And in any case, the “housing first” approach takes an all-too-optimistic view of how to “solve” the problem of homelessness (it will probably never be solved). Many of the people who live on the street are not really capable of holding down a job or maintaining a home: They struggle with serious, untreated mental illness or drug addiction (or both — the two feed into each other). In 2004, San Francisco paid for 6,000 housing units, largely located in single-room-occupancy hotels, for chronically homeless people to live in. Overstretched staff, managerial incompetence, and unstable tenants often result in atrocious conditions inside these units. And their occupants continue to form a large portion of the street population because they are unable to work, panhandling instead.

This is where conservatives often weigh in; promoting moral values and strong civil society is more important than “housing first” policy, in their telling. It’s true that it’s important, but that only takes you so far. While strong culture and values do a good job of keeping people from becoming homeless, they do little to help those who already are. Chronically homeless people are often alienated people: They’ve lost ties to family and community. To put it bluntly, they’ve run out of couches to crash on. There have always been people like this. There always will be.

So the people on the streets need help, and they need to be helped in the right way, which is often expensive. One important policy focus should be on creating “housing ladders,” by which recipients of aid are encouraged to keep moving up to higher levels of housing independence instead of getting stuck in long-term supportive housing (which too often isn’t supportive enough). And nonprofit groups and government programs need to encourage self-sufficiency and be held to account. Government is often the only entity with the money and, crucially, the reach to coordinate the array of services needed to combat a problem that springs from housing shortages, poverty, substance abuse, and mental-health issues at once.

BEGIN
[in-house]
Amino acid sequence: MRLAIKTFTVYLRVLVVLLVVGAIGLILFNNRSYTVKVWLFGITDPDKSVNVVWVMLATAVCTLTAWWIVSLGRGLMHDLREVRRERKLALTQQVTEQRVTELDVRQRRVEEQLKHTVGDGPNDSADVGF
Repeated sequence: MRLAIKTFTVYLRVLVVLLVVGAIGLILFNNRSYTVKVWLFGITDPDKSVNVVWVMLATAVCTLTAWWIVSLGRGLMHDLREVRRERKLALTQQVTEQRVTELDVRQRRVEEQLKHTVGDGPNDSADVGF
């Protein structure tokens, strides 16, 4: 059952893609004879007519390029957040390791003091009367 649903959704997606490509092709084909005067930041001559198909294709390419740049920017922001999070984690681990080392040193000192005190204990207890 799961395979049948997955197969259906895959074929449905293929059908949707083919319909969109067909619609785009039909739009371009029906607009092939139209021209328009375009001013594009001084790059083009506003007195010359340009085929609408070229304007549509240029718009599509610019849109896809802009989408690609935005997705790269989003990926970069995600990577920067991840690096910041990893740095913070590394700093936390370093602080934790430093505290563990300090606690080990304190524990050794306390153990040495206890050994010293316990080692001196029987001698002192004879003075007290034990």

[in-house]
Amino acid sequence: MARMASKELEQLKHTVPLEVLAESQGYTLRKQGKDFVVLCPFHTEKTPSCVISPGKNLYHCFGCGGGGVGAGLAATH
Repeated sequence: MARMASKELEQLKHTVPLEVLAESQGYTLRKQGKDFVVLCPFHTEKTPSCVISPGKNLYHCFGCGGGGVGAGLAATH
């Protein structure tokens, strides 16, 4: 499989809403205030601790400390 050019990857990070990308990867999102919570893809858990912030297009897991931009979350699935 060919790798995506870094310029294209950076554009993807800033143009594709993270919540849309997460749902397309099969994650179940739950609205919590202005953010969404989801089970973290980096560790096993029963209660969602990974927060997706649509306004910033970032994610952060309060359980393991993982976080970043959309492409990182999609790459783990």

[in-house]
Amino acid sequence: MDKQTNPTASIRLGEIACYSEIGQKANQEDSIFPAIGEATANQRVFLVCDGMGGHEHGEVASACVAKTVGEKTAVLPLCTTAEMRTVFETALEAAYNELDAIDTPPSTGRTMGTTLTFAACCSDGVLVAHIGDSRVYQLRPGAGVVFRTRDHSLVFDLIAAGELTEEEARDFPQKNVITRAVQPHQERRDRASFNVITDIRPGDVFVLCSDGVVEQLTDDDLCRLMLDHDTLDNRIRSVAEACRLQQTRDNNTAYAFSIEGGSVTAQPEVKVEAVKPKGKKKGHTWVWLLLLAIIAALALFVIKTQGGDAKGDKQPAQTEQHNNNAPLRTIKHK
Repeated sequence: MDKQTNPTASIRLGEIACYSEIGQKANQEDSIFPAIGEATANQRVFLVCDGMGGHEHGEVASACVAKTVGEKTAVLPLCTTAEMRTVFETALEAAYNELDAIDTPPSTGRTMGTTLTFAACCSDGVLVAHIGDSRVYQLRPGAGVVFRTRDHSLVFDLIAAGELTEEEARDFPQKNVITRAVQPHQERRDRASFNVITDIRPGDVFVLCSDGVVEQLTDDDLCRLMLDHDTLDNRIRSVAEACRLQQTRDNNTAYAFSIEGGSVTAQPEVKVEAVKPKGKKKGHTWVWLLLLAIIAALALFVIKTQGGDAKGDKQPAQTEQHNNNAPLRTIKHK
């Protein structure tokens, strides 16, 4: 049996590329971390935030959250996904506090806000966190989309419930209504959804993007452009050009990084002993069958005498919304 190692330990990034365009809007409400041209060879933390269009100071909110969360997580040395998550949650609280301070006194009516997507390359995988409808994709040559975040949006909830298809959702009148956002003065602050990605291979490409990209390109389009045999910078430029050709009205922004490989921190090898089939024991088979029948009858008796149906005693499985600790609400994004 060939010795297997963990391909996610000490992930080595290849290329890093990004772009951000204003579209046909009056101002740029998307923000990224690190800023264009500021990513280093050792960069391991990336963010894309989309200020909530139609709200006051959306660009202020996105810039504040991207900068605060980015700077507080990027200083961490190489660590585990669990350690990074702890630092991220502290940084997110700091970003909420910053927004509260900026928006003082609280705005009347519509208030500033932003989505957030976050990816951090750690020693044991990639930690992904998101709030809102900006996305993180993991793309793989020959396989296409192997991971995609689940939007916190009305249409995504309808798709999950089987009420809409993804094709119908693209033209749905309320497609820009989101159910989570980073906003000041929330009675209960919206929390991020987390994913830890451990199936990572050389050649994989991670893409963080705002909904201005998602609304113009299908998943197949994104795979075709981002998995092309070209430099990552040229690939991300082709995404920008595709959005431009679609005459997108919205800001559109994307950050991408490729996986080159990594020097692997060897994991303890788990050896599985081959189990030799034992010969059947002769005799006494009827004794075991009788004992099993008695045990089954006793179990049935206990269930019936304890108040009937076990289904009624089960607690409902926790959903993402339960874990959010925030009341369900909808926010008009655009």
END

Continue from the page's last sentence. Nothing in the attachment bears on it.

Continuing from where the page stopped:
Homelessness crises often acquire their own gravity, sucking in more homeless people from around the region as services proliferate. So the culture of a city matters, too; places with a reputation for leniency towards large encampments and open drug use will become a magnet for homelessness. Eide notes that “it’s hard to be the first homeless person in a city,” but “it’s a lot easier to be the 2,001st homeless person.” Enforcement of public ordinances and “bus ticket home” programs can help to mitigate this problem.

Finally, as my colleague John Hirschauer has written, cities and states need to be willing to commit the mentally ill to hospitals. This is now largely a progressive talking point, in reaction to a too-expansive view of “patient’s rights,” but conservatives have also contributed to the problem. Ronald Reagan’s signing of the Lanterman-Petris-Short Act in 1967, which made it extremely difficult to involuntarily commit the mentally ill to mental hospitals, and his deemphasis of funding for mental hospitals as president in 1981 are both significant contributors to modern homelessness. Urban areas are now far too averse to institutionalization, favoring short-term hospital stays. Putting people in a hospital for a few days and then dumping them back onto the street does no one any good. If they have no stable place to stay and no family able and willing to take care of them, the mentally ill often bounce back and forth between a few days in the hospital and stays on the street.

There is no easy remedy for homelessness, because there is no easy remedy for the opioid crisis or housing shortages or chronic poverty or mental illness. There’s certainly no remedy for good weather, which is a huge reason that western cities are such magnets for homelessness. The size of the crisis is due to a series of civic disgraces, a failure of multiple ideologies and policies. Large American cities have rarely been wealthier or more dynamic. They need to be more than that.

James P. Sutton is an editorial intern at National Review and a junior at Swarthmore College.